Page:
# Prime Factorization of a Number in Python and why we check upto the square root of the Number

# Why we go upto sqrt(n) for finding all Prime factorization of a number

To understand the above first note these two mathmatical conjectures for Prime Factorization of any number

1st contejecture

If n is not a prime number AT-LEAST one Prime factor would be less than √n

**Proof:**

Suppose *n* is a positive integer such that n=pq, where *p* and *q* are prime numbers. Assume p > sqrt(n) and q > sqrt(n). Multiplying these inequalities we have p*q > sqrt(n)*sqrt(n) >, which implies p*q >n. This is a contradiction to our hypothesis n=pq. Hence we can conclude that either

`p <= sqrt(n} or q <= sqrt(n)`

And the second conjecture

If n is not a prime number — There can be AT-MOST 1 prime factor of n greater than sqrt(n).

**Proof :**

If possible let there exists two greater sqrt(n) then their product should also divide n but which will exceed n, which contradicts our assumption. So there can NOT be more than 1 prime factor of n greater than sqrt(n).

And the above is so important in Prime Factorization of a number — So, in my above code when I want to get all the prime factors of n then I need at most check for Primality upto sqrt(n). And after checking upto sqrt(n) — the number left-over after dividing n with all possible powers of primes less than sqrt(n) is EITHER a prime or 1.

Note I am taking care of **“all possible powers of primes”** in the above code with the below portion inside the first while loop -

`while number % prime_num == 0:`

prime_factors.append(int(prime_num))

number /= prime_num

Meaning as soon as I find a Prime-factor, I am adjusting / reducing the initial number by dividing it by that just discovered prime-factor.

And so the second part of my algorithm should capture the left-over number to be the greater-than sqrt(n) Prime factor ONLY if that left-over number is > 1 . And if the left-over number is = 1 then just ignore it.

First here the gist of the code

## The Algorithm / Steps

1> I start the divisor to be the smallest prime number, which is 2. Divide by 2 as many times as I can, until I can no longer divide by 2. (And during this process, record the number of times I can successfully divide.)

Further on shy I am dividing or adjusting the initial number in the above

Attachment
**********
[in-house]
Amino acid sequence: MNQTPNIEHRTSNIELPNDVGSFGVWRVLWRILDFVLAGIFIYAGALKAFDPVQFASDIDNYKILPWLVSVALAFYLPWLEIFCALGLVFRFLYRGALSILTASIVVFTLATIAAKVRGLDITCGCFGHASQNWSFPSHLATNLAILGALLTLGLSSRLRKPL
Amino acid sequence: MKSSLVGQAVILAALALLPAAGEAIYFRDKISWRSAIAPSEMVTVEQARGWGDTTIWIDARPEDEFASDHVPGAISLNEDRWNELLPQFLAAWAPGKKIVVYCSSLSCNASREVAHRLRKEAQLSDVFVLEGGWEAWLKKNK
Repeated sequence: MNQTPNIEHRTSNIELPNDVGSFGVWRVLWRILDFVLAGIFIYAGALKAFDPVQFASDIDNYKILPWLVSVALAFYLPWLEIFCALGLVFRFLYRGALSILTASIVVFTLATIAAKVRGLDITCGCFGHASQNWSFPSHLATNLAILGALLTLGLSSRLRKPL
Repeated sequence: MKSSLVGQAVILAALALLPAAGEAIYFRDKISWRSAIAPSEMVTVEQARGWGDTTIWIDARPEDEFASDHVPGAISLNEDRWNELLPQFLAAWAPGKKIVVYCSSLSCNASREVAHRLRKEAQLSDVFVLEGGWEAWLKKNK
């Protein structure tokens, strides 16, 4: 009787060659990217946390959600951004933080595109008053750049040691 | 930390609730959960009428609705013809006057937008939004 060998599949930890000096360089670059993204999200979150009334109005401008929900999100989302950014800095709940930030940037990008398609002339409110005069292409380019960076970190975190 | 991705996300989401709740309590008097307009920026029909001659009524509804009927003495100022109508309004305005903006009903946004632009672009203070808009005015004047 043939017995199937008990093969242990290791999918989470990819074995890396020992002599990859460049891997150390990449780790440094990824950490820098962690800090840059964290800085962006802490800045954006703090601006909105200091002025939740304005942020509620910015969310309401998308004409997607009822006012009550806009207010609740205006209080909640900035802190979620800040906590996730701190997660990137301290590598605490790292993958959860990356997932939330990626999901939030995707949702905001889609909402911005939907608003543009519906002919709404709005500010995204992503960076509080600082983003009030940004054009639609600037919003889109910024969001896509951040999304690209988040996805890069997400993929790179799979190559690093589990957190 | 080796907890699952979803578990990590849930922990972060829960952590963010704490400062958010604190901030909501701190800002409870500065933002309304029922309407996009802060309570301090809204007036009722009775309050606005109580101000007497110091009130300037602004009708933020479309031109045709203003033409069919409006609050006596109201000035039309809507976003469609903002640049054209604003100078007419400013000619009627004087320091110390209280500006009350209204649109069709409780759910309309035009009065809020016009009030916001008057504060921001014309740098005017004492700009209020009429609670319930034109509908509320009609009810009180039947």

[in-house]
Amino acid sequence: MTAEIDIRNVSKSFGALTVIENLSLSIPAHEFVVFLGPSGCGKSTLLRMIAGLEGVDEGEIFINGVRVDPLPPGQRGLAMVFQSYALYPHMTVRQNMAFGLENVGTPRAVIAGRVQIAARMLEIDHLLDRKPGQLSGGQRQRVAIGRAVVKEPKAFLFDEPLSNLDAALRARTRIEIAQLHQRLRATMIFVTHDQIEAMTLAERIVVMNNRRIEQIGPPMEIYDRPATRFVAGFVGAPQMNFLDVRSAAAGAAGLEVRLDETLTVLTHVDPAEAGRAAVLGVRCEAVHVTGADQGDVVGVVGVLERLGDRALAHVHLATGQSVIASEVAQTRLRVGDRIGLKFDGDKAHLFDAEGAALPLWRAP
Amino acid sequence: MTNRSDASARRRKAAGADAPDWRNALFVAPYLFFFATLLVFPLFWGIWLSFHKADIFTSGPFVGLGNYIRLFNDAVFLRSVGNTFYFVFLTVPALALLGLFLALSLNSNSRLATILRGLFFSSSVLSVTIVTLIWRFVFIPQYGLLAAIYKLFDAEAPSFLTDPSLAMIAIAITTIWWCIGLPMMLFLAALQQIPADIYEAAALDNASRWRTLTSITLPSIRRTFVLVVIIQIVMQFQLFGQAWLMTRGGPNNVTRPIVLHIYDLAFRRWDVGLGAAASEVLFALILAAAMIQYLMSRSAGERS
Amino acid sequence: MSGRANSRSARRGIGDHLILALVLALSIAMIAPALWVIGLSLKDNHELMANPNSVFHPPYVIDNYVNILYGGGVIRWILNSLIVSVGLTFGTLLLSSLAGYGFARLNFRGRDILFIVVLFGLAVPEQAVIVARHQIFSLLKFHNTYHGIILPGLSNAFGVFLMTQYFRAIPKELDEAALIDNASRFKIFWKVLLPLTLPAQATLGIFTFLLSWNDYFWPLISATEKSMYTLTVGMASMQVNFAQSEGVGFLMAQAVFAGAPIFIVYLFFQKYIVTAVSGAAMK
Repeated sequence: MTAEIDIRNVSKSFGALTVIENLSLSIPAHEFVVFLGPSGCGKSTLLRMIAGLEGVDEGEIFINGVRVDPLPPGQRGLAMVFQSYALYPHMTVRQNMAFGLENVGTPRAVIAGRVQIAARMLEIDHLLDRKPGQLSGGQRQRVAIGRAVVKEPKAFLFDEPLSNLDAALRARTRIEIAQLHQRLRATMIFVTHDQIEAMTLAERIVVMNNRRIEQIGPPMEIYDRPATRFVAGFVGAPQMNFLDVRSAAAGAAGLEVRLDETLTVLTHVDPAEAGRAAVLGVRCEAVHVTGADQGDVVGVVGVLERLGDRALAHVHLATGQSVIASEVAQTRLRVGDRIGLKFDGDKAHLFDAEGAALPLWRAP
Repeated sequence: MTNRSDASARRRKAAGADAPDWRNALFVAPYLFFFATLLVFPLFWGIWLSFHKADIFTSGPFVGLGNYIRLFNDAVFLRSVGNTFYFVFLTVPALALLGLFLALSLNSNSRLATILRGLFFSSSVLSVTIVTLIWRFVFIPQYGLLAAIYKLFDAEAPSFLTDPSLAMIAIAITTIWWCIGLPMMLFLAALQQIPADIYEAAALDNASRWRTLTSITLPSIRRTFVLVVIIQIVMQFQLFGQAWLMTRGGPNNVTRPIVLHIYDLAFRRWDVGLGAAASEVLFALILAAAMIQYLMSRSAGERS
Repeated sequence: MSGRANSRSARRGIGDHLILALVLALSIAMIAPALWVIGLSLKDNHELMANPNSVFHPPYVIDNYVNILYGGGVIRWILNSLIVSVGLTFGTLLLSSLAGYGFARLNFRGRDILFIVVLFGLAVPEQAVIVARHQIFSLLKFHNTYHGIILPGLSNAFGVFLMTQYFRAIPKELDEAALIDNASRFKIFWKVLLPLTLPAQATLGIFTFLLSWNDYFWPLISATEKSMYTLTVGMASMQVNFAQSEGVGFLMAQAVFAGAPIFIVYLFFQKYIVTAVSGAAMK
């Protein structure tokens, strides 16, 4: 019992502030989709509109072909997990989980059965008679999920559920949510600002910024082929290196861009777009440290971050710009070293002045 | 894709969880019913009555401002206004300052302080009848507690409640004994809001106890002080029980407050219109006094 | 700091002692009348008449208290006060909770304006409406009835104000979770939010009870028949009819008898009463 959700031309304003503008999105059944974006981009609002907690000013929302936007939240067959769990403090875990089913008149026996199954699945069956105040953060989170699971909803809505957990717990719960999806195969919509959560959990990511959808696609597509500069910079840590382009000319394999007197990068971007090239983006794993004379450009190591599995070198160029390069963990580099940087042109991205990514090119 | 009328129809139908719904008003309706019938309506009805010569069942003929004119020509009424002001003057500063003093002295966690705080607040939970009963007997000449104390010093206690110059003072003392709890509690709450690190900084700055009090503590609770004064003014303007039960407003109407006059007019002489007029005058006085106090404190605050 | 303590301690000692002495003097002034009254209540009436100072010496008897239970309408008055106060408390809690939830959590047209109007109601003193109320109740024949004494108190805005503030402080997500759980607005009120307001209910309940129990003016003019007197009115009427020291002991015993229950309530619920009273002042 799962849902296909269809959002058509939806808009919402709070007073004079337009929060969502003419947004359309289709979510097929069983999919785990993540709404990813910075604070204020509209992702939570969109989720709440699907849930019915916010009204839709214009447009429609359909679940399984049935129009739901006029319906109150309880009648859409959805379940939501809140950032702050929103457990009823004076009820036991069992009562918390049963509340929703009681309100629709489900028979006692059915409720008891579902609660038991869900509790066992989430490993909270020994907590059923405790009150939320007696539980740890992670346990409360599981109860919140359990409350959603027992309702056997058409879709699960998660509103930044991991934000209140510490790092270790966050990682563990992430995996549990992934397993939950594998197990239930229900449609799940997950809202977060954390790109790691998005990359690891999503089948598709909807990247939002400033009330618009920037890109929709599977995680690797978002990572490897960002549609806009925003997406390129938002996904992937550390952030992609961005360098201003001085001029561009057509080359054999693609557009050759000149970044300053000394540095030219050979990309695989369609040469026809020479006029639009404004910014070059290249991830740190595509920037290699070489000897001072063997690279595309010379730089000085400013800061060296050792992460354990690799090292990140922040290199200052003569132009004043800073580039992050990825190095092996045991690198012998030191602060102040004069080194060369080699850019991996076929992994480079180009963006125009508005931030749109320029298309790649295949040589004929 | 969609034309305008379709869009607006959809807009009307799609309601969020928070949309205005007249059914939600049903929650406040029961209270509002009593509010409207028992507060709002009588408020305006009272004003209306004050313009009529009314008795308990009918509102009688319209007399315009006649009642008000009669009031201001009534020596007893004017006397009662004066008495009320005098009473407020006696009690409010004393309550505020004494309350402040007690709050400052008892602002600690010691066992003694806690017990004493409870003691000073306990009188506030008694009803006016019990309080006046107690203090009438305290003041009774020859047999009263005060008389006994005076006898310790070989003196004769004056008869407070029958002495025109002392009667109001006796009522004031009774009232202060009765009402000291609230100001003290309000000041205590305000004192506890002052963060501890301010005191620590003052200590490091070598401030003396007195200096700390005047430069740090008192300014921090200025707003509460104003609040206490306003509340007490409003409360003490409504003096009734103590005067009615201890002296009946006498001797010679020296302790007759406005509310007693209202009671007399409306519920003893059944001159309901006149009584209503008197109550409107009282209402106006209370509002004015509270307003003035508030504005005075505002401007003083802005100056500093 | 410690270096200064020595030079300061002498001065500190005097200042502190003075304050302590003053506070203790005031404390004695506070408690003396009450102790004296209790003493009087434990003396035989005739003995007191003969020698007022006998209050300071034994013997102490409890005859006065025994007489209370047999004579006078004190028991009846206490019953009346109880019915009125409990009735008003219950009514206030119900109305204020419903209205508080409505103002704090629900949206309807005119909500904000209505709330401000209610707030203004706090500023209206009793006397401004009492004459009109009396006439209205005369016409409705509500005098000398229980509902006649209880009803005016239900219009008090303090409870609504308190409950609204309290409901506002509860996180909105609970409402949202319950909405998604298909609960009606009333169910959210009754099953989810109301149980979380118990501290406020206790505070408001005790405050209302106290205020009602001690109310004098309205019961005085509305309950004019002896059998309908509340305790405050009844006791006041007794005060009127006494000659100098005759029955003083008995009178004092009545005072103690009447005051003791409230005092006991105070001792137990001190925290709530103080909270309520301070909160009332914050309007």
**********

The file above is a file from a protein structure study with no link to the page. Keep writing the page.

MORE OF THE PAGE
`number /= prime_num`

Say, if I do not divide — prime factors with greater than 1 multiplicity will result in the larger factor being non-prime. I dont want to consider about **2*n **or **3*n** because I have already checked and captured in my prime_factor list for 2 and 3

So, to solve the above problem, I keep dividing the larger factor of a pair by the smaller one until it no longer divides.

2> So with each successive while loop I am dividing the number by successively larger primes until I find one that is a factor of the number.

That is after the first division by 2 (assuming I found 2 to be a factor of the initial number), take the result from (1) i.e. the adjusted number after dividion by 2, and divide by 3 as many times as I can.

Then go to the next prime number, 5. Take the result from (2), and divide by 5 as many times as I can.

And during this successive divisions, as soon as I have found a factor or divisor, p , I can replace n with m=n/p and continue the process of trial division with primes greater than or equal to p up to (n/p)¹/2

Repeat the process, until final result is 1.

**Now the most important part for improving time-complexity of the algorithm — which follows from the principle that -**

In prime factorization of n the loop goes upto square root of n and not till n.

3> However, we don’t need to go out that far i.e. upto the number itself. If we’ve tested all the primes up to the square root of our target number without finding a divisor, we don’t need to go any further because we know that our target number is prime after all.

This is because — If a number N has a prime factor larger than √n , then it surely has a prime factor smaller than √n

So, it’s sufficient to search for prime factors in the range [1, sqrt(n)], and then use them in order to compute the prime factors in the range [sqrt(n), n].

**The way we implement the above is as follows -**

A. We know that prime factors with >1 multiplicity will result in the larger factor being non-prime. To solve this, keep dividing the larger factor of a pair by the smaller one until it no longer divides.

B. As an example: For 28, factors are 2,2,7, here 7 is larger than sqroot(28), but there is no single prime number that can combine to form 28 (i.e. x*7=28, where x is prime, this does not exist, since x is 4 which is not prime), so dividing the primes from beginning with 2 multiple time will help, 28/2= 14, 14/2 = 7, then we know the 2 & 2 are prime factors, also take the remaining one 7 is also another prime number completing the prime factor list.

If no prime factors exist in the range **[1, sqrt(n)]**, then “n” itself is prime and there is no need to continue searching beyond that range.

To explain a little more on this — If you do not find a factor less than sqrt(n), then the number “n” itself is a prime number. Because, consider the opposite, you find two factors larger than sqrt(n), say “a” and “b”. But then a * b > sqrt(n) * sqrt(n) making their product larger than the number itself which is impossible.

Therefore, if there is a factor larger than sqrt(n), there must also exist a factor smaller than sqrt(n), otherwise their product would exceed the value of “n”.

But in this case it will make the variable ‘prime_num’ NON-PRIME — Because now itcan be expressed it as ( a * b ) which is only possible for NON-Prime number, as a Prime number can only be expressed as 1 * itself.

But here we are ONLY interested in finding Prime factors, and so will ignore all NON-PRIME FACTORS.

Hence in the above Algorithm, checking all the possible prime-number upto the **math.sqrt(number) **is sufficient